Write new laws as a member of the Senate.
The job of a State Senator is remarkably similar to that of a U.S. Senator. Just like a U.S. Senator, who represents his or her state in federal government, a State Senator represents a local district in state government, which has three branches that mirror those of the federal government: executive, legislative, and judicial.
Put another way: When you think of “the Senate,” you probably envision the U.S. Capitol in Washington, D.C., where U.S. Senators from all 50 states — 100 of them in total, two from each state — convene in order to debate and pass legislation. “State Senator,” however, doesn’t bring to mind Capitol Hill and the “Beltway.” Instead, it brings to mind the statehouse in a state’s capital city.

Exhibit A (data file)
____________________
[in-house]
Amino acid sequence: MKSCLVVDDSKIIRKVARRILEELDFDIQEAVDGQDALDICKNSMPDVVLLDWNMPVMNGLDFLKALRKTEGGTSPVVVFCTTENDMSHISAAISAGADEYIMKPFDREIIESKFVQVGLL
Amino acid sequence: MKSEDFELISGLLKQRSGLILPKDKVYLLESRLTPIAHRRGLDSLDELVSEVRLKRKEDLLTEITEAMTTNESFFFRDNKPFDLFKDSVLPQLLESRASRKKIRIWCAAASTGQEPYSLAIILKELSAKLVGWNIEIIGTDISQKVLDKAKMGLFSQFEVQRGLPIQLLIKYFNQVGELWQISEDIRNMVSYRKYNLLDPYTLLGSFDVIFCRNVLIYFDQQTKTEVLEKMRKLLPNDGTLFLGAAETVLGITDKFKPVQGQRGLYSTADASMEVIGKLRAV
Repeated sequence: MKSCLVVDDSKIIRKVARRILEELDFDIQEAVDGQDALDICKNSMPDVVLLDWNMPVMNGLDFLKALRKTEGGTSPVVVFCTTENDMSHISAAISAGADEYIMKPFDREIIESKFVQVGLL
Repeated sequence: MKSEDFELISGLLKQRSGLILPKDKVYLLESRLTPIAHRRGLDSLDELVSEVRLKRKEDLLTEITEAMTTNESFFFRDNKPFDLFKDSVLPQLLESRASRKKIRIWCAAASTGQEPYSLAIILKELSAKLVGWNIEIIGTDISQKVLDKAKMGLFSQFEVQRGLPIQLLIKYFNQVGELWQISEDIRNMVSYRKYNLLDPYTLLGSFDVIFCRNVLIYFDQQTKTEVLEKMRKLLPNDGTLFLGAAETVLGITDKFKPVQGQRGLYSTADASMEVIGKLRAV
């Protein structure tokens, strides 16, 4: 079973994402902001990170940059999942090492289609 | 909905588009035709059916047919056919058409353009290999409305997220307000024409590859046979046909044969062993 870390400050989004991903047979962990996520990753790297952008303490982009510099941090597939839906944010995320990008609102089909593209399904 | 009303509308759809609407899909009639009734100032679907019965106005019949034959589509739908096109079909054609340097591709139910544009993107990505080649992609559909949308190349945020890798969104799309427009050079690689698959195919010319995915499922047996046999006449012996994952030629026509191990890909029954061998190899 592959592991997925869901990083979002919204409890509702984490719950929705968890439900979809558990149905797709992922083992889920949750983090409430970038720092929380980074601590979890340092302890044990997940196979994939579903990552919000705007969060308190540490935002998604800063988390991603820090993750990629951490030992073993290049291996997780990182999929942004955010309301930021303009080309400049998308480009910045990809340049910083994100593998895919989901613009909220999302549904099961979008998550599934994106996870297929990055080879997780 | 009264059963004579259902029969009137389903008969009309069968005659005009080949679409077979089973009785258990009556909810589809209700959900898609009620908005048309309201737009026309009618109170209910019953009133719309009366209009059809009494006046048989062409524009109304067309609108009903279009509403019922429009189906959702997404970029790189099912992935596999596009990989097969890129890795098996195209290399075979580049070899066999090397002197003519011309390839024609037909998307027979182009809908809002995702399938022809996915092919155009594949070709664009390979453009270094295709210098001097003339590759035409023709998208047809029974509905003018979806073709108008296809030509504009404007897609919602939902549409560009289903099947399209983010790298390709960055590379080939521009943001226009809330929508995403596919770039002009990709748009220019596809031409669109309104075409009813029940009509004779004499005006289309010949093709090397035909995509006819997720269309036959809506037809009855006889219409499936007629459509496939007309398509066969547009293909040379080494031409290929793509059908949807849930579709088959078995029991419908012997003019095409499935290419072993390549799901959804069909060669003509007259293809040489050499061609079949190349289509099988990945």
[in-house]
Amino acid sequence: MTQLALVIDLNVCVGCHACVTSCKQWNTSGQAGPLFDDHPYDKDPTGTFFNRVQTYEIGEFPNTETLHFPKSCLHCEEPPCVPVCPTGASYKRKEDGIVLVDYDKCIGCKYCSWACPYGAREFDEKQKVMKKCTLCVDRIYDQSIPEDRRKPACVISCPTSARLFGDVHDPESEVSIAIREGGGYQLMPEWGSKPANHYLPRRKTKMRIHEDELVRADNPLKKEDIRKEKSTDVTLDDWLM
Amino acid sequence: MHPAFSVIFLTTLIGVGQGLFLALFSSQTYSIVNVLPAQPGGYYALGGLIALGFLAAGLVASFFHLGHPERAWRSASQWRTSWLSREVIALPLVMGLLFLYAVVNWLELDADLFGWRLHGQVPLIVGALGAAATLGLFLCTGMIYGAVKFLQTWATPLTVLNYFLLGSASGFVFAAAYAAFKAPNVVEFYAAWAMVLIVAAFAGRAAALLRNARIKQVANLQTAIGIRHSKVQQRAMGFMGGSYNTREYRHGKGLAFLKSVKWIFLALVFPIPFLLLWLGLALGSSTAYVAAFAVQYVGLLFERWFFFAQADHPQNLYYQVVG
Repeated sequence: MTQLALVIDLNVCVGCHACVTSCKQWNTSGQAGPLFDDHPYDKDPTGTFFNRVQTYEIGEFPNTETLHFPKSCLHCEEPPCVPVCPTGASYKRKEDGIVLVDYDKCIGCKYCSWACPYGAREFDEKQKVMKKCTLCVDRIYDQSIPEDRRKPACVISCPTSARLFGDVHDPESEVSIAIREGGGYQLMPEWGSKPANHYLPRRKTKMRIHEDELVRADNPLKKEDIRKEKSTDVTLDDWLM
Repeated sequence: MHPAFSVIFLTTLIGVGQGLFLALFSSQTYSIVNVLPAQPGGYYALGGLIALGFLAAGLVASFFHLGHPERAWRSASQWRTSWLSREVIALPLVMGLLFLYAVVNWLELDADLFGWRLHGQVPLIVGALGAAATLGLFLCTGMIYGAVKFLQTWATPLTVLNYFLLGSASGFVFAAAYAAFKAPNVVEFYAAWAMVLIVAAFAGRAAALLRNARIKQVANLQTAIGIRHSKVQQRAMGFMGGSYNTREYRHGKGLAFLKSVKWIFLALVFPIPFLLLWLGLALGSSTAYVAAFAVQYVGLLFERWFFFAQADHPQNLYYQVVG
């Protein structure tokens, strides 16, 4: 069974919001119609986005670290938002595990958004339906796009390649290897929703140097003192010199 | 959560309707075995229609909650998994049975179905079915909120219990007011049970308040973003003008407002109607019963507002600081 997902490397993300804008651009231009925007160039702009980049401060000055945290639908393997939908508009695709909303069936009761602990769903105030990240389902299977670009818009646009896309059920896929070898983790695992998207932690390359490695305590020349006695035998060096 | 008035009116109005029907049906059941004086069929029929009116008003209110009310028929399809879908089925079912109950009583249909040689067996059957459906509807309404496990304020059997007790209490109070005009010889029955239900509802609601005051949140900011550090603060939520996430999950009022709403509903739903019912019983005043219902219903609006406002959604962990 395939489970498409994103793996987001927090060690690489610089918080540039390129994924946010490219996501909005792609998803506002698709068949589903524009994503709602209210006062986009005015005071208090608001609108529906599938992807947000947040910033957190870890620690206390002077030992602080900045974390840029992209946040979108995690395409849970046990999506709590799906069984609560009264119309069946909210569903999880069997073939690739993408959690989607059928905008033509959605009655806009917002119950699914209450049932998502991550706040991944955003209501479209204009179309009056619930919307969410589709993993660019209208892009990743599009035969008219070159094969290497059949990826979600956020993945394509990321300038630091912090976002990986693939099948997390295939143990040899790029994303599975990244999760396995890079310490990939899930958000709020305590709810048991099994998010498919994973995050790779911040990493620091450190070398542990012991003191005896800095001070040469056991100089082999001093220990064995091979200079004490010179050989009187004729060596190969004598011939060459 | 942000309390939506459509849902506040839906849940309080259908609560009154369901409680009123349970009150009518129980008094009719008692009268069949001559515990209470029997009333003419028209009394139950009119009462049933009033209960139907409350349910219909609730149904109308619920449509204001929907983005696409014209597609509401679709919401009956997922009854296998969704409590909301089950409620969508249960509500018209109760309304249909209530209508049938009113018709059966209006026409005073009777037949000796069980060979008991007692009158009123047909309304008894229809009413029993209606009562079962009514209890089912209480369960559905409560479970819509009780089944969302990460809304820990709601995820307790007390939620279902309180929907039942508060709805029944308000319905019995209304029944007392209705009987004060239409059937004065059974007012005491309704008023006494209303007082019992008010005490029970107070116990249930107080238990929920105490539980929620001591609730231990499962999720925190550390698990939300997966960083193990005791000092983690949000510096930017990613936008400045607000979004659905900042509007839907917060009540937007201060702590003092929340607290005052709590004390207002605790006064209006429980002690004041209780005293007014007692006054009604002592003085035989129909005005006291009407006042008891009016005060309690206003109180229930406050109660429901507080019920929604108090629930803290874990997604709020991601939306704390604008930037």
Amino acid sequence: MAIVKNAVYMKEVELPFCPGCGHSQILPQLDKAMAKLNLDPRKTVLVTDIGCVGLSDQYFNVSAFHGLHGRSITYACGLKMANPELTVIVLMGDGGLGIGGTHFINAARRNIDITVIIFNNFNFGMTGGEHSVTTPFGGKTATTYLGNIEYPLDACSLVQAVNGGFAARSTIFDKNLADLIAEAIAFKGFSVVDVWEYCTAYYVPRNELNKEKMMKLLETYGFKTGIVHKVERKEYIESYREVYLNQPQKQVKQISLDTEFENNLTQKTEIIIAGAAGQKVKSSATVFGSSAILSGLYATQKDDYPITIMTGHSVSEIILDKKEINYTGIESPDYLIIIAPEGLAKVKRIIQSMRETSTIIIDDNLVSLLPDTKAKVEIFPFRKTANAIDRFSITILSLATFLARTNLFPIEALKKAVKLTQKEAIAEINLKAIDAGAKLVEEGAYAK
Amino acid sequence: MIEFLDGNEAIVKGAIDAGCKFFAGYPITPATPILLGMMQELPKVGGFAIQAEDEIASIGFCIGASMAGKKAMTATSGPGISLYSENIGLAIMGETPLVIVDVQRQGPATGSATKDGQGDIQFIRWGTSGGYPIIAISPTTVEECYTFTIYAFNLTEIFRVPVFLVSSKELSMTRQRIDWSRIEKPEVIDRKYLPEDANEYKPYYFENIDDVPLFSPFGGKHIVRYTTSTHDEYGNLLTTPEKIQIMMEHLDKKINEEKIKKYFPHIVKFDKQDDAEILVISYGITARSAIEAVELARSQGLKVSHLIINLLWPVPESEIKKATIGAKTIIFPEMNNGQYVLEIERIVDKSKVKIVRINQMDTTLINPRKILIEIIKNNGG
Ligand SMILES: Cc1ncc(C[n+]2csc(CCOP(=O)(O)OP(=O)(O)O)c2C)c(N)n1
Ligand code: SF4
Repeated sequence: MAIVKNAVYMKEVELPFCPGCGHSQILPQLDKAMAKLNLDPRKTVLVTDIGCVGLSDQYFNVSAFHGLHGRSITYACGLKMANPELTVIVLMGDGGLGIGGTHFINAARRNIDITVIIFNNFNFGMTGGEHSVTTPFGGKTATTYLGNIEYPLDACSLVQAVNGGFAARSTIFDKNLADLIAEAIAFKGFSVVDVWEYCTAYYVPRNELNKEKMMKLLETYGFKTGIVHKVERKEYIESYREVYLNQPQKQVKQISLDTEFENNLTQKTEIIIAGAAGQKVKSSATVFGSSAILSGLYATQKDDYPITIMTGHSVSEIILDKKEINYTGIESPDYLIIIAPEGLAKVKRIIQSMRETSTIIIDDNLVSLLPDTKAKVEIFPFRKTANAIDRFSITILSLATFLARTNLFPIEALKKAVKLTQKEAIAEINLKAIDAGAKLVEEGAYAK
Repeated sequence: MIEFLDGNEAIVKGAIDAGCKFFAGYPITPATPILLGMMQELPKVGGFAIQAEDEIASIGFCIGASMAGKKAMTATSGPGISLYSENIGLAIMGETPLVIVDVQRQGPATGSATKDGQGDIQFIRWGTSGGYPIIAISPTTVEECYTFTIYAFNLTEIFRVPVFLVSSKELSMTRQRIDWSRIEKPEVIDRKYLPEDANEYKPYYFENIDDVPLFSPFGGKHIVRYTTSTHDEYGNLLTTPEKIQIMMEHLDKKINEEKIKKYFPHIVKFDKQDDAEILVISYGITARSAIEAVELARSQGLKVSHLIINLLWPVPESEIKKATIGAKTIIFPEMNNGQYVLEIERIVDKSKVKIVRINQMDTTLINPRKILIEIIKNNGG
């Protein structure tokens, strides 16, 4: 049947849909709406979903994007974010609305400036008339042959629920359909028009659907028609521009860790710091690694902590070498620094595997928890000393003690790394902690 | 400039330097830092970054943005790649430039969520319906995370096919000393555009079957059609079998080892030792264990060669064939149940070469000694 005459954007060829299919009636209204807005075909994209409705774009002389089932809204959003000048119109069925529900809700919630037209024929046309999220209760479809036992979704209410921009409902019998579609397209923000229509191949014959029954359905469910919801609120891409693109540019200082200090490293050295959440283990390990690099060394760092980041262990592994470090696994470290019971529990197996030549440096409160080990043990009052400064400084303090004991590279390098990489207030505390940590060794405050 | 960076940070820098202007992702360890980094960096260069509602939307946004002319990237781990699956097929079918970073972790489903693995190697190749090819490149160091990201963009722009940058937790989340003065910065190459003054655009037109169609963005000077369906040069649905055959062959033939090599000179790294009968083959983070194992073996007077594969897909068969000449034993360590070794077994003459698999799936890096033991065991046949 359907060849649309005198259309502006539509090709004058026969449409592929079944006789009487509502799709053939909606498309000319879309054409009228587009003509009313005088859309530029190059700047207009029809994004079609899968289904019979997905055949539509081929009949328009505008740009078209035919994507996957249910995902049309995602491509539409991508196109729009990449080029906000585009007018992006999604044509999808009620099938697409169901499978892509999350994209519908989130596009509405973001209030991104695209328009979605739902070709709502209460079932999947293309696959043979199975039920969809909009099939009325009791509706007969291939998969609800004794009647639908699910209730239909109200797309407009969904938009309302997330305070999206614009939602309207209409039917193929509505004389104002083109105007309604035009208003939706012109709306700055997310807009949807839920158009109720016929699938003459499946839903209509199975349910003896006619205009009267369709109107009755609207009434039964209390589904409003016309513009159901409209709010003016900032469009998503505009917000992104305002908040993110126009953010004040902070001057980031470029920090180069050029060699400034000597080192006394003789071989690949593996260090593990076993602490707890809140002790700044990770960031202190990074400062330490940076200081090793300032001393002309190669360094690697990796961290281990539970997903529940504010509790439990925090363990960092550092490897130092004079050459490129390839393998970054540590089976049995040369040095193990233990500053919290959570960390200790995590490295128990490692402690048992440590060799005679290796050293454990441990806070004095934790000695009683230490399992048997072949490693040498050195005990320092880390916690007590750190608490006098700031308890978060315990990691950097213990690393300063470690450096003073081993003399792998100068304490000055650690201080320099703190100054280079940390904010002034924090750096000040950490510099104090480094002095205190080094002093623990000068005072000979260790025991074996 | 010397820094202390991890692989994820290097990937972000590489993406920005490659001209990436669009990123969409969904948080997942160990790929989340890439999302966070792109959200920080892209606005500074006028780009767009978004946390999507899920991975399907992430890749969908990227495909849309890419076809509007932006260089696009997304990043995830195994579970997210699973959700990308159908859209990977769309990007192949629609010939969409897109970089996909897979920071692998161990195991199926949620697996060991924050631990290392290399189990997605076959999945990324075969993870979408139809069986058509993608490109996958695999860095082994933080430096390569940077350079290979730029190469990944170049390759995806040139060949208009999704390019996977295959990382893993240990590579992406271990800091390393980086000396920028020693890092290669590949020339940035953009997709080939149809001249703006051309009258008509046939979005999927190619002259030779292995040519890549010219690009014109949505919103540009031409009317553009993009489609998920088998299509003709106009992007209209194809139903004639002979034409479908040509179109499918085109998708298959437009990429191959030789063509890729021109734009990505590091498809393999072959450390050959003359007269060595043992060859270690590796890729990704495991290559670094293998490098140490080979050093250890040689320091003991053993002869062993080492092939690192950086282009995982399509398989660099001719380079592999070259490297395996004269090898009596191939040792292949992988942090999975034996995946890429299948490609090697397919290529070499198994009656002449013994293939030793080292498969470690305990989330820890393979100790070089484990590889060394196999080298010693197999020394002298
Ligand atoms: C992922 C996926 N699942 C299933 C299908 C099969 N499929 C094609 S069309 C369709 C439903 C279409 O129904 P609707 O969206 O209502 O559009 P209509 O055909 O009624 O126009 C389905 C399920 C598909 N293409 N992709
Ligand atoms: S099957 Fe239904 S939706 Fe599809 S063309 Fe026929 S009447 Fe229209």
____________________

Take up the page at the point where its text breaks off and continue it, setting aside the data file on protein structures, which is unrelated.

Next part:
As a State Senator, you’re a member of the legislative branch, just like a U.S. Senator. You’re elected by voters to represent them in the State Senate, where your primary duties are creating, debating, and voting on legislation that either makes new laws or modifies existing ones.
As part of the lawmaking process, you typically serve on one or several committees that are in charge of reviewing and proposing legislation on topics such as taxes, commerce, education, health care, infrastructure, and transportation.
When you’re not making laws on behalf of your constituents, you’re often corresponding with them over the phone, by email, and in person at town hall meetings, where you answer their questions and listen to their concerns.
Finally, just in case you’re not busy enough, you also meet with Lobbyists, attend fundraisers for your political party, and campaign for election or reelection. Simply put, therefore, your job is democracy!